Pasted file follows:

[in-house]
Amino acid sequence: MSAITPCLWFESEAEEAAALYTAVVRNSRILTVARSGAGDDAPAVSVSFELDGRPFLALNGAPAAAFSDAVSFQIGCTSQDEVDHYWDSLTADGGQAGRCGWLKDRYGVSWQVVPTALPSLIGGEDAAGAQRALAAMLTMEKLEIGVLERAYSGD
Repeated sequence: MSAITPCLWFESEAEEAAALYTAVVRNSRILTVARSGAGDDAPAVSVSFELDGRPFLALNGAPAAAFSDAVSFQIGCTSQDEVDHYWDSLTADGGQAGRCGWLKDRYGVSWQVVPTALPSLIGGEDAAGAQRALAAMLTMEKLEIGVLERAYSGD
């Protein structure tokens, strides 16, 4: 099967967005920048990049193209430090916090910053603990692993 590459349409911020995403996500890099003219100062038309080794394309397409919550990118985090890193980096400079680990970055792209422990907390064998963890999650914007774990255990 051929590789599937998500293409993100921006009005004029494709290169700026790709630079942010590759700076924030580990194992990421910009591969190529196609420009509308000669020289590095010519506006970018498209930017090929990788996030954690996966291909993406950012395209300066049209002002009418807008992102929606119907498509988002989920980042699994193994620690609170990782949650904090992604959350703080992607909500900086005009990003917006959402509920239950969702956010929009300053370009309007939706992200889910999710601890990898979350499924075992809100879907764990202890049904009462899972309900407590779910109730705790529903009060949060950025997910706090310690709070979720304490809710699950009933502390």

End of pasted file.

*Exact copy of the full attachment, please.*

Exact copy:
[in-house]
Amino acid sequence: MSAITPCLWFESEAEEAAALYTAVVRNSRILTVARSGAGDDAPAVSVSFELDGRPFLALNGAPAAAFSDAVSFQIGCTSQDEVDHYWDSLTADGGQAGRCGWLKDRYGVSWQVVPTALPSLIGGEDAAGAQRALAAMLTMEKLEIGVLERAYSGD
Repeated sequence: MSAITPCLWFESEAEEAAALYTAVVRNSRILTVARSGAGDDAPAVSVSFELDGRPFLALNGAPAAAFSDAVSFQIGCTSQDEVDHYWDSLTADGGQAGRCGWLKDRYGVSWQVVPTALPSLIGGEDAAGAQRALAAMLTMEKLEIGVLERAYSGD
């Protein structure tokens, strides 16, 4: 099967967005920048990049193209430090916090910053603990692993 590459349409911020995403996500890099003219100062038309080794394309397409919550990118985090890193980096400079680990970055792209422990907390064998963890999650914007774990255990 051929590789599937998500293409993100921006009005004029494709290169700026790709630079942010590759700076924030580990194992990421910009591969190529196609420009509308000669020289590095010519506006970018498209930017090929990788996030954690996966291909993406950012395209300066049209002002009418807008992102929606119907498509988002989920980042699994193994620690609170990782949650904090992604959350703080992607909500900086005009990003917006959402509920239950969702956010929009300053370009309007939706992200889910999710601890990898979350499924075992809100879907764990202890049904009462899972309900407590779910109730705790529903009060949060950025997910706090310690709070979720304490809710699950009933502390």